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July 7, 2008: B-2 vs. K-1 vs. K-3 Visa, Which Is Appropriate?

B-2 vs. K-1 vs. K-3 Visa, Which Is Appropriate?

I have a multiple entry tourist visa to the US. I am planning to fly in and marry my US citizen fiance later in the year but wish to leave the country without filing for adjustment of status to permanent residency. We plan to have a church ceremony in my home country after 2 months, and then fly back to the US to file for my residency then. Is this ok or do I need to stay in the US until I adjust my status? Will they have reason not to allow me to reenter using my tourist visa?
— Anon

There are serious issues with your departure from the USA after a civil marriage ceremony, and a subsequent re-entry into the United States after a trip abroad on your visitor visa with the intent to become a permanent resident. Don’t do it! You will be committing non-immigrant visa fraud. If the admissions officer asks you and it is discovered that you are married to an American citizen and that your true intention is to remain permanently and not for purpose of temporarily visiting for pleasure, you will be denied admission. Even if you are not questioned about the reason for your travel or the marriage does not get revealed, you would be misrepresenting yourself upon entry if the true reason for the trip to the U.S. is to apply for adjustment of status.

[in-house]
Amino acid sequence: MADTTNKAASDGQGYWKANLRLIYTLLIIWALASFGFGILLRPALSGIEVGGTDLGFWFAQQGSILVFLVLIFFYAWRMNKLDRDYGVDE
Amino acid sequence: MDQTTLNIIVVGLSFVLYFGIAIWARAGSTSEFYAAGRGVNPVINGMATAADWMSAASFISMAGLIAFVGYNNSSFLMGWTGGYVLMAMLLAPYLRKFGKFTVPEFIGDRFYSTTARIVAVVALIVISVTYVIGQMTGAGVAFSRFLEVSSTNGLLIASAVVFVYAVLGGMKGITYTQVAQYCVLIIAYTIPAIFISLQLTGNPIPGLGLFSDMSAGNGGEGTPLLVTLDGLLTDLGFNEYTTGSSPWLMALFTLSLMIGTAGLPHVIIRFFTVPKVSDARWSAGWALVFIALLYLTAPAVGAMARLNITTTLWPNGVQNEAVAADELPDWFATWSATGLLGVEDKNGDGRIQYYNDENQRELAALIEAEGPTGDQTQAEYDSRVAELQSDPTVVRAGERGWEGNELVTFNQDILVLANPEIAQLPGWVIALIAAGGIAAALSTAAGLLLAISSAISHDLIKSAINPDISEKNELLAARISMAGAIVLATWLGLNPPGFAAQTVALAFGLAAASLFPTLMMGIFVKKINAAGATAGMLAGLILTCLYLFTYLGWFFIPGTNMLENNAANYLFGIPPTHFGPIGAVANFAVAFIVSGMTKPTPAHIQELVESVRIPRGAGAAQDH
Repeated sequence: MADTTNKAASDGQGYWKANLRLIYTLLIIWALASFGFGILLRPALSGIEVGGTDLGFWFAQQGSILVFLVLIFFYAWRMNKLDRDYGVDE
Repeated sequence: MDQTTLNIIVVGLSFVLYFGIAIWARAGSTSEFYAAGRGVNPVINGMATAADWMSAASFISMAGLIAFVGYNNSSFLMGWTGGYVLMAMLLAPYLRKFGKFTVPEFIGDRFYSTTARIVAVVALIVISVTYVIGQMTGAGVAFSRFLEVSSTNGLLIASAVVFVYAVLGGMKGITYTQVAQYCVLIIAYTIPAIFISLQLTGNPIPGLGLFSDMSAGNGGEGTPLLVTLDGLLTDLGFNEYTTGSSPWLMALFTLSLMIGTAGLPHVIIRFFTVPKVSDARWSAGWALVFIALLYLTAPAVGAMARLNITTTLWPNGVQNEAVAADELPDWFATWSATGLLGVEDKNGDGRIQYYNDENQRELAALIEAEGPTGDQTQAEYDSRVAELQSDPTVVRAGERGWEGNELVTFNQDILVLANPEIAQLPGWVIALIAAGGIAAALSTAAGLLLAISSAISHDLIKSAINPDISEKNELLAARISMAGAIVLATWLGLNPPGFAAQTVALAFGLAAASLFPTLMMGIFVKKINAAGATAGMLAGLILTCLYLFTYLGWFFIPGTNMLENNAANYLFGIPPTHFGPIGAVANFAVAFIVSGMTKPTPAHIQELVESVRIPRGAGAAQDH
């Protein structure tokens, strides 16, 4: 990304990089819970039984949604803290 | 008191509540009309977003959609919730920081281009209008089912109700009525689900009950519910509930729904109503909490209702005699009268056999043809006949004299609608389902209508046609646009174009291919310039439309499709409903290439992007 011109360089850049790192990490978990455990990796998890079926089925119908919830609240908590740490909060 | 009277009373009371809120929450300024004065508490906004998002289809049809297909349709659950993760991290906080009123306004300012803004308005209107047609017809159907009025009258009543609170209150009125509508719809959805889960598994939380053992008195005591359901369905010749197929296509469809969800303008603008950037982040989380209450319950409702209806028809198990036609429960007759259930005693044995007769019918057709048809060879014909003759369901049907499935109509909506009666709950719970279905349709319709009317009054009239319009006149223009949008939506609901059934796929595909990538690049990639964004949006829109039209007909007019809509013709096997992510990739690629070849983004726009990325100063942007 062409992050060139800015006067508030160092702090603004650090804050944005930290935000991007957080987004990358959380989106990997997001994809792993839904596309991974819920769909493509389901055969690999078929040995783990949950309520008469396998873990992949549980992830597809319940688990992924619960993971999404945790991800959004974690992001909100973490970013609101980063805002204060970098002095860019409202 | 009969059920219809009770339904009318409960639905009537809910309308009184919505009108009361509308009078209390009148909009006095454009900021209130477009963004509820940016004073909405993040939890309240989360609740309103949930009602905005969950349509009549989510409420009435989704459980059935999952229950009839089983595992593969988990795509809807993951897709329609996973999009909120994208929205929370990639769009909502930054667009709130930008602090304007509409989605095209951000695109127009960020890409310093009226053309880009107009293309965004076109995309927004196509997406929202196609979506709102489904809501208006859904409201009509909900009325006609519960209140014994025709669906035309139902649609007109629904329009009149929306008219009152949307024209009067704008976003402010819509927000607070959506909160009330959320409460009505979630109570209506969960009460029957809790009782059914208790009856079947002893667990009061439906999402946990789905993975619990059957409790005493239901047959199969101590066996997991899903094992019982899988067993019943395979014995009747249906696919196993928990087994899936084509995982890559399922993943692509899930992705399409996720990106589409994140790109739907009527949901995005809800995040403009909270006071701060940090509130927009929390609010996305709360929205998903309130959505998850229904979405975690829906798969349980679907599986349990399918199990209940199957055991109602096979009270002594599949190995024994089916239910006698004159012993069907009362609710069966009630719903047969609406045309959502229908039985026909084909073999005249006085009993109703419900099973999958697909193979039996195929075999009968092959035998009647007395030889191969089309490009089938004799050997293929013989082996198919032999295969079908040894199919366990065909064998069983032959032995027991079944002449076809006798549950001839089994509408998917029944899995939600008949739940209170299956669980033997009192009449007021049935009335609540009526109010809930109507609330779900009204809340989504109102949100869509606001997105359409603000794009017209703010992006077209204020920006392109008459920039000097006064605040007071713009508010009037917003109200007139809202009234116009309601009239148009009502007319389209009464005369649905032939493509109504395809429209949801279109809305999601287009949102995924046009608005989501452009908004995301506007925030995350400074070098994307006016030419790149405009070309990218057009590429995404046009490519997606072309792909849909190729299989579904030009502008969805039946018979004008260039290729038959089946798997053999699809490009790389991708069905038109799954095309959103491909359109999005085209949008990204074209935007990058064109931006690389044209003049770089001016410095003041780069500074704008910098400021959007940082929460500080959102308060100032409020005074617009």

Your fiance’ should consider filing a K-1 fiance’ petition. This will avoid any issues relating to your visitor’s visa. Or have your fiance’ come to you and marry you abroad in the religious wedding you plan to have anyway. Then when your spouse returns to the U.S. a K-3 visa petition can be filed. The K-3 petition essentially asks USCIS to allow you to enter the United States for the purpose of applying for adjustment of status.

Each of these options need to be explained in more detail to you before you decide what to do, since there are other variables to consider. For this reason, I urge you to consult with an immigration attorney who is well-versed in matters such as these.

Michael Shane and Evan Shane, Immigration Lawyers

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